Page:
This op-ed was published in the Oct. 14, 2005, edition of the Wall Street Journal (Eastern Edition).
Copyright (c) 2005, Dow Jones & Company Inc. Reproduced with permission of copyright owner. Further reproduction or distribution is prohibited without permission.
The past 50 years have been the most productive period in global agricultural history, leading to the greatest reduction in hunger the world has ever seen. The Green Revolution, as this period came to be known in the developing world, has kept more than one billion people from hunger, starvation, and even death.
Many factors contributed to the Green Revolution. The doubling of the global area under irrigation was certainly important. But at the core was the development and application of new high-yielding, disease- and insect-resistant seeds, new products to restore soil fertility and control pests, and a succession of agricultural machines to ease drudgery and speed everything from planting to harvesting.
It took around 10,000 years for the world's farmers to reach their current production of nearly 6 billion gross tons of food, consumed virtually in its entirety by 6.4 billion people annually. Within 50 years, we will have to increase this amount by at least another 50% -- to 9 billion tons. Most likely we will have to achieve this feat on a shrinking agricultural land base, and with most of the production increases occurring in those countries where it is to be consumed.
However, agricultural science is increasingly under attack by groups and individuals who, for political rather than scientific reasons, are campaigning to limit advances, especially in new fields such as genetic modification (GM) through biotechnology. Despite this opposition, it is likely that 250 million acres will be planted to GM crops in 2005. Most of this acreage is in the industrialized world, although the area in middle-income developing countries is expanding rapidly. However, the debate over biotechnology in the industrialized countries continues to impede its acceptance in most poor, food- insecure countries.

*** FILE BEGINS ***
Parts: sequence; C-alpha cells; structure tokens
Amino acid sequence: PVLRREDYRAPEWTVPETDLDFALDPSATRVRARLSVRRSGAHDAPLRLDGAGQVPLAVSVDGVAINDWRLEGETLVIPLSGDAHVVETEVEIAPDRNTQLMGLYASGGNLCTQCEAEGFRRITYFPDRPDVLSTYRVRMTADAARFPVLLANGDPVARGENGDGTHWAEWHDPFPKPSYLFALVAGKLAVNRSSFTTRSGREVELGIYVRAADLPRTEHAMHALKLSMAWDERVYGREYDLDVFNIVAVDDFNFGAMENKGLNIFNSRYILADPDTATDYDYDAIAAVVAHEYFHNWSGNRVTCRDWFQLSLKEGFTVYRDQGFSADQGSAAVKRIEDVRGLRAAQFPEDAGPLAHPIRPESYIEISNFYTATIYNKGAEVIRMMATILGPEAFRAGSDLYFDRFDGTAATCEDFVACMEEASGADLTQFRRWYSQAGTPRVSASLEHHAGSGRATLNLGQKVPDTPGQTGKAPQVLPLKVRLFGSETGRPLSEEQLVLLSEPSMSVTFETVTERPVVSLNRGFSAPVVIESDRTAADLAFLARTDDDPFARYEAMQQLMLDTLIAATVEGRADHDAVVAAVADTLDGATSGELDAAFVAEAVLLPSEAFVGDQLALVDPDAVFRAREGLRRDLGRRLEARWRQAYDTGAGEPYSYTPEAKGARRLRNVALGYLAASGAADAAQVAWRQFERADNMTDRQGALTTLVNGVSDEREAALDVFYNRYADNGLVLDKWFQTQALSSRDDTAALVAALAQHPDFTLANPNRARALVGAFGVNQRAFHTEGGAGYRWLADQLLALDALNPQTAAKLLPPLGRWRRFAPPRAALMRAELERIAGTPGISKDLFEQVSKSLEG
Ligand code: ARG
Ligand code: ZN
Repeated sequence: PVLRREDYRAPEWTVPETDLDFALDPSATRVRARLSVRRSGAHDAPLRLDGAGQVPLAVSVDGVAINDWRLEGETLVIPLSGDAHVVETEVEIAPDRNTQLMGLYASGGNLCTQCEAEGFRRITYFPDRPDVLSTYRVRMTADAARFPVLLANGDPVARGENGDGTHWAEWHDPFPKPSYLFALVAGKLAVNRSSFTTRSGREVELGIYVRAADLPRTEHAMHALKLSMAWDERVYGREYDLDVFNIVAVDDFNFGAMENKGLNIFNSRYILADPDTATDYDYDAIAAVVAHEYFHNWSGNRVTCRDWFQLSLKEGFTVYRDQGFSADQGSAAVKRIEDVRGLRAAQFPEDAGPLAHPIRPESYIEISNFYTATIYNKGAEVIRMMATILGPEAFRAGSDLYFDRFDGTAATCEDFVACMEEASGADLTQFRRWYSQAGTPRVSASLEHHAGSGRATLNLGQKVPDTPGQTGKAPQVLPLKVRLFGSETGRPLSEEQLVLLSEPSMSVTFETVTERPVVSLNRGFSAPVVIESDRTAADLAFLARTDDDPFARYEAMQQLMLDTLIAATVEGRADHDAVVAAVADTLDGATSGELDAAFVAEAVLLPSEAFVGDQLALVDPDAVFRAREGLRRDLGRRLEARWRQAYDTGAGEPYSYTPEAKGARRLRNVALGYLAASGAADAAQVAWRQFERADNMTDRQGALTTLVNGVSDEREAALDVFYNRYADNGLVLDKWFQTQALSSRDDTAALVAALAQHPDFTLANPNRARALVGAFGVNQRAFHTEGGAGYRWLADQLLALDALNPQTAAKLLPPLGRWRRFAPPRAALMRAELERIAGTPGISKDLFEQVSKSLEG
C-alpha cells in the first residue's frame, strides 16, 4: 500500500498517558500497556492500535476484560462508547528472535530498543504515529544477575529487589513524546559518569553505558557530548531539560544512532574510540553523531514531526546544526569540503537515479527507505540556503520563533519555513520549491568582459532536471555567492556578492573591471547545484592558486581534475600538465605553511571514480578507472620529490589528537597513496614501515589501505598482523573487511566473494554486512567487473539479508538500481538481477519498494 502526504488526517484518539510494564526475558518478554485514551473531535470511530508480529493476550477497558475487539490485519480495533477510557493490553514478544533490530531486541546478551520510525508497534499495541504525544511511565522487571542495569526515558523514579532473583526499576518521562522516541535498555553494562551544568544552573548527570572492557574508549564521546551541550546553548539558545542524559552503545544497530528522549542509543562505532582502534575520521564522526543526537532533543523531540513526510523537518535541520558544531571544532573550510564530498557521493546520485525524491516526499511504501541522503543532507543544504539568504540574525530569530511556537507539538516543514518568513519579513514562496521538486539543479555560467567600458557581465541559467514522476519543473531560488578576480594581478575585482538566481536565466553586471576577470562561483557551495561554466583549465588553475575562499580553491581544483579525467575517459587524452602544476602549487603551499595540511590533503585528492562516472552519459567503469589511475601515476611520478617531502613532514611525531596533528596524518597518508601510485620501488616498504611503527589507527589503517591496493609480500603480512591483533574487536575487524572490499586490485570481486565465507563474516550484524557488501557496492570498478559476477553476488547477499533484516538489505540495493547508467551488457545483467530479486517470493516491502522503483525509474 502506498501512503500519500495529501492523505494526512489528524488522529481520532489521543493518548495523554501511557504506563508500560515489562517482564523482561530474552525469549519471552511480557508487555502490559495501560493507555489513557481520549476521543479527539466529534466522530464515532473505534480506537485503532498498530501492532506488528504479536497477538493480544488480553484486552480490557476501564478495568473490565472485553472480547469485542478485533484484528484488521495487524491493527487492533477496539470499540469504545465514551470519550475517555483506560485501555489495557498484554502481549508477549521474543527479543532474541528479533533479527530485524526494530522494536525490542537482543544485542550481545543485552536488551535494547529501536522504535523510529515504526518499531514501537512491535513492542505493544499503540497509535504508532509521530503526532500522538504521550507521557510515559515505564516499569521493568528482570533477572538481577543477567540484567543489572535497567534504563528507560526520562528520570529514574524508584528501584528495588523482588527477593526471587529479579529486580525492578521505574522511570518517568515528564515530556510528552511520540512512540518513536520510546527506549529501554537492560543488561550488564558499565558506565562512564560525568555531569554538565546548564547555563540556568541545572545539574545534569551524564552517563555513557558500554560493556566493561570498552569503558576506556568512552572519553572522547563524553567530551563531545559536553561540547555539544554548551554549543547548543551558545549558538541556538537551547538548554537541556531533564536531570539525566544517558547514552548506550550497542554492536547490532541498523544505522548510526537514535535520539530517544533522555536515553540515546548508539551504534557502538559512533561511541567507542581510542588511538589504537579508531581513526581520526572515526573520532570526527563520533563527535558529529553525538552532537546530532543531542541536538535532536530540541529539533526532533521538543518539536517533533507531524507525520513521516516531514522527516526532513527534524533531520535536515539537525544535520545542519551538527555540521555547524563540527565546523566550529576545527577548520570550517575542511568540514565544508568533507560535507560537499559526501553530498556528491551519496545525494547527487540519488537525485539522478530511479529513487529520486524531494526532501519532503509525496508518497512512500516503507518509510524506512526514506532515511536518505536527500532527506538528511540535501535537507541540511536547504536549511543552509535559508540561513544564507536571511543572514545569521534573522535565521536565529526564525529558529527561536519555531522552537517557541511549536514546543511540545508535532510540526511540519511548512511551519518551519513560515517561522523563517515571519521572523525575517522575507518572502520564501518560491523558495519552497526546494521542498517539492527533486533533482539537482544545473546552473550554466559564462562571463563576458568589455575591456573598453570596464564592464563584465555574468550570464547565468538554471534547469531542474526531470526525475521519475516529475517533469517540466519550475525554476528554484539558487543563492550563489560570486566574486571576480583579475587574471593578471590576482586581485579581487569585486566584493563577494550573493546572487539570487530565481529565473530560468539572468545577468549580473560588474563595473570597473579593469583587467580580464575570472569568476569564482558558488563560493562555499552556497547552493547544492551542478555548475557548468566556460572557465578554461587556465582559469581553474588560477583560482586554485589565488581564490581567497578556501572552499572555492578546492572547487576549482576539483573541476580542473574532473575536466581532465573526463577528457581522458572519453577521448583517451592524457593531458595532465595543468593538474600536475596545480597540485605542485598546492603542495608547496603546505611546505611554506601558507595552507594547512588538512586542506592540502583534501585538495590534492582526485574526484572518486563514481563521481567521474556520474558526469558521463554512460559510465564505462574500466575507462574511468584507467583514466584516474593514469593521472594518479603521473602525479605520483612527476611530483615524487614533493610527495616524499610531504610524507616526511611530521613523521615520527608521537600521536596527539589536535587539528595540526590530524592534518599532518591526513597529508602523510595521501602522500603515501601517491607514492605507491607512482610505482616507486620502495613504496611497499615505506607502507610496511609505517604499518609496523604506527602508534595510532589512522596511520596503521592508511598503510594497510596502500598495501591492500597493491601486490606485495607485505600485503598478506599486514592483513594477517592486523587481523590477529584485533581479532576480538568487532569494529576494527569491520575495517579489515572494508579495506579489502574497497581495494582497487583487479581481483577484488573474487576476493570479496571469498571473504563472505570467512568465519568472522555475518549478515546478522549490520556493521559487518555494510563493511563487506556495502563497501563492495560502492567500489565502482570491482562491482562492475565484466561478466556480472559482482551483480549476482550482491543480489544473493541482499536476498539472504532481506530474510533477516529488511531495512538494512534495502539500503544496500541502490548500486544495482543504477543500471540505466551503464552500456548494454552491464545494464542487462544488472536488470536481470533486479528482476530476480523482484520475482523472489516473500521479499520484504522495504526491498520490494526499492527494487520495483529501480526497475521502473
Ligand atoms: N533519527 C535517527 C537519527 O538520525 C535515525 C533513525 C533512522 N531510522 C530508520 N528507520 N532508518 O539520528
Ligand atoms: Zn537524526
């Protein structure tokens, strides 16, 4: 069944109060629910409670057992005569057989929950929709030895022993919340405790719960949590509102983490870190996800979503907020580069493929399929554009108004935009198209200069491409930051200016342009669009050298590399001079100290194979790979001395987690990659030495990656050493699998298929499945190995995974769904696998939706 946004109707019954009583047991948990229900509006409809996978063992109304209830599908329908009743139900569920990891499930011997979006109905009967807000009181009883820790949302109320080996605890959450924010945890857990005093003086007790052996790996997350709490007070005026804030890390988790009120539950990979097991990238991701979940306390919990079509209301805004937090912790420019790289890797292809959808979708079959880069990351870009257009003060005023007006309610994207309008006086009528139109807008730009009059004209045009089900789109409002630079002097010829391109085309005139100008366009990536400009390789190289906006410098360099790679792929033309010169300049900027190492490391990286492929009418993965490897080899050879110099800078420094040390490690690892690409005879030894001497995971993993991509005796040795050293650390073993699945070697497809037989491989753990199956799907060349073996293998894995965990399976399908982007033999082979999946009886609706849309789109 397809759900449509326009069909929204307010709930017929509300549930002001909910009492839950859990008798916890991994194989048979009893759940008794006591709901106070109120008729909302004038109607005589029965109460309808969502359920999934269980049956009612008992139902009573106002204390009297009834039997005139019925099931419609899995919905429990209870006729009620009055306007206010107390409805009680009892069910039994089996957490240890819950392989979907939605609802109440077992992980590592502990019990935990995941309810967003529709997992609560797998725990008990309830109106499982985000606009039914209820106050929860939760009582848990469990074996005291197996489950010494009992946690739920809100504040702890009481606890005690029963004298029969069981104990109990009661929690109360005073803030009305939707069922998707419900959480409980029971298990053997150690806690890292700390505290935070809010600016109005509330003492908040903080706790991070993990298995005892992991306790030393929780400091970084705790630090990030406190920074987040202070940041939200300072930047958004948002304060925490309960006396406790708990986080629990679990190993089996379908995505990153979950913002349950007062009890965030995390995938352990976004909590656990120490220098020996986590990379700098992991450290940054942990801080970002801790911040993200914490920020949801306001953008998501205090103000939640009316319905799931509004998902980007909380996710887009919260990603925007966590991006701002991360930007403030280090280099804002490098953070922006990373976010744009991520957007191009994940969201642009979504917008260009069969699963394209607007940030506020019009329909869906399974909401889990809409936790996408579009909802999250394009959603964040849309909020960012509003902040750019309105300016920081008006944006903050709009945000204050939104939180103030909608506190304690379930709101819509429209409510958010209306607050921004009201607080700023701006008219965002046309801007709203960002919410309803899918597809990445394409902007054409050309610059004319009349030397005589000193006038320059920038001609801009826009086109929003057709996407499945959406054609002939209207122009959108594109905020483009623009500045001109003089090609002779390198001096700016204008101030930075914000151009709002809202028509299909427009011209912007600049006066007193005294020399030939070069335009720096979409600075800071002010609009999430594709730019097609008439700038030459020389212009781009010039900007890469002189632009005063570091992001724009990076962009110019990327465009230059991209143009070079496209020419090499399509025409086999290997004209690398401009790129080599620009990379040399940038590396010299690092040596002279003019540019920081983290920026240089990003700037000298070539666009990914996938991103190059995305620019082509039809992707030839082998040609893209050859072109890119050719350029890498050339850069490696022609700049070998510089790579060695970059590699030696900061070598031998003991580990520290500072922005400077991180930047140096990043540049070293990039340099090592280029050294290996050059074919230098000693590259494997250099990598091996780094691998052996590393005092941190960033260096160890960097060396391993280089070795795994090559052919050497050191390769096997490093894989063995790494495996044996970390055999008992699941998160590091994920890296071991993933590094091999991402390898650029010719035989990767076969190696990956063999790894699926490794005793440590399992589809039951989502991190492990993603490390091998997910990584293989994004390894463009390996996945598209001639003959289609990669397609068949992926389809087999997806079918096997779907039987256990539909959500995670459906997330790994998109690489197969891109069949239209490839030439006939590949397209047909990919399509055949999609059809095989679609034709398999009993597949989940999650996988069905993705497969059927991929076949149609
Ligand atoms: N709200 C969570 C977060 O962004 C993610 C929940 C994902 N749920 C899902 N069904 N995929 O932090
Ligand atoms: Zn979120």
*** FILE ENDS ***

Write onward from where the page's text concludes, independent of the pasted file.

More than half of the world's 800 million hungry people are small- scale farmers who cultivate marginal lands. New science and biotechnology have the power to address the agro-climatic extremes. Their use lies at the core of extending the Green Revolution to these difficult farming areas. Because there are so many hungry and suffering people, particularly in Africa, attacks on science and biotechnology are especially pernicious. Africa is facing a pandemic scourge of HIV/AIDS, malaria, and other diseases, a 30-year period of continuous degradation in soil fertility, frequent droughts and a burgeoning population.
This set of converging circumstances can lead to a human catastrophe in Africa on a scale the world has never seen. We know it is coming. We have the knowledge to avert it. If we put it off, solving it later will mean the acute suffering -- and even death -- of millions of innocents who could have been spared such a tragedy.
Messrs. Borlaug and Carter, Nobel Peace laureates for 1970 and 2002, respectively, are members of the Council of Advisors for the World Food Prize, which was awarded yesterday in Des Moines, Iowa.